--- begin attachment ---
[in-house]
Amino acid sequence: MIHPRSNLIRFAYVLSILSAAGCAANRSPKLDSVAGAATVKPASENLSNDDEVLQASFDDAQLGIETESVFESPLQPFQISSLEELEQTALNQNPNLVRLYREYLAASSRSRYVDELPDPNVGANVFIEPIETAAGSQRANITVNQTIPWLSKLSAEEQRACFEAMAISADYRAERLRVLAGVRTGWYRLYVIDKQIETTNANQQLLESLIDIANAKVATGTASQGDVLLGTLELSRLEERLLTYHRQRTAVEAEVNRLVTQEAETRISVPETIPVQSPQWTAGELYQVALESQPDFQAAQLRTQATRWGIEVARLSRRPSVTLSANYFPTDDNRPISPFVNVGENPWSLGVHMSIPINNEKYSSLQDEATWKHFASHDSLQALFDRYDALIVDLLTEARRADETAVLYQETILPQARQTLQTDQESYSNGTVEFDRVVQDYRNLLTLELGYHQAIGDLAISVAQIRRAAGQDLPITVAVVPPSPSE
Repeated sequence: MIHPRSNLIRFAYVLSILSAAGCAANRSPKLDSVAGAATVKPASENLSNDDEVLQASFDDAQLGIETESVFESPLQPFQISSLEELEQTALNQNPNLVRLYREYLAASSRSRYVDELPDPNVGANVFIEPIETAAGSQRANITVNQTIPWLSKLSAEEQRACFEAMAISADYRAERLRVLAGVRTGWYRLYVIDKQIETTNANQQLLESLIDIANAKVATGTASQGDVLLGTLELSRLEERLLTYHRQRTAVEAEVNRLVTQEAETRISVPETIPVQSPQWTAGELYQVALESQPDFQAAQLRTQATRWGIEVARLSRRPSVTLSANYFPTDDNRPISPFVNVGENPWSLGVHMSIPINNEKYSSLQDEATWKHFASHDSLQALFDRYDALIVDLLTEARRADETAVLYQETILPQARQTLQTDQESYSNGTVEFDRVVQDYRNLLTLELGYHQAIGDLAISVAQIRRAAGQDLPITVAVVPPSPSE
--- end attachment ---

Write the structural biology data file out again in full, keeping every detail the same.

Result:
[in-house]
Amino acid sequence: MIHPRSNLIRFAYVLSILSAAGCAANRSPKLDSVAGAATVKPASENLSNDDEVLQASFDDAQLGIETESVFESPLQPFQISSLEELEQTALNQNPNLVRLYREYLAASSRSRYVDELPDPNVGANVFIEPIETAAGSQRANITVNQTIPWLSKLSAEEQRACFEAMAISADYRAERLRVLAGVRTGWYRLYVIDKQIETTNANQQLLESLIDIANAKVATGTASQGDVLLGTLELSRLEERLLTYHRQRTAVEAEVNRLVTQEAETRISVPETIPVQSPQWTAGELYQVALESQPDFQAAQLRTQATRWGIEVARLSRRPSVTLSANYFPTDDNRPISPFVNVGENPWSLGVHMSIPINNEKYSSLQDEATWKHFASHDSLQALFDRYDALIVDLLTEARRADETAVLYQETILPQARQTLQTDQESYSNGTVEFDRVVQDYRNLLTLELGYHQAIGDLAISVAQIRRAAGQDLPITVAVVPPSPSE
Repeated sequence: MIHPRSNLIRFAYVLSILSAAGCAANRSPKLDSVAGAATVKPASENLSNDDEVLQASFDDAQLGIETESVFESPLQPFQISSLEELEQTALNQNPNLVRLYREYLAASSRSRYVDELPDPNVGANVFIEPIETAAGSQRANITVNQTIPWLSKLSAEEQRACFEAMAISADYRAERLRVLAGVRTGWYRLYVIDKQIETTNANQQLLESLIDIANAKVATGTASQGDVLLGTLELSRLEERLLTYHRQRTAVEAEVNRLVTQEAETRISVPETIPVQSPQWTAGELYQVALESQPDFQAAQLRTQATRWGIEVARLSRRPSVTLSANYFPTDDNRPISPFVNVGENPWSLGVHMSIPINNEKYSSLQDEATWKHFASHDSLQALFDRYDALIVDLLTEARRADETAVLYQETILPQARQTLQTDQESYSNGTVEFDRVVQDYRNLLTLELGYHQAIGDLAISVAQIRRAAGQDLPITVAVVPPSPSE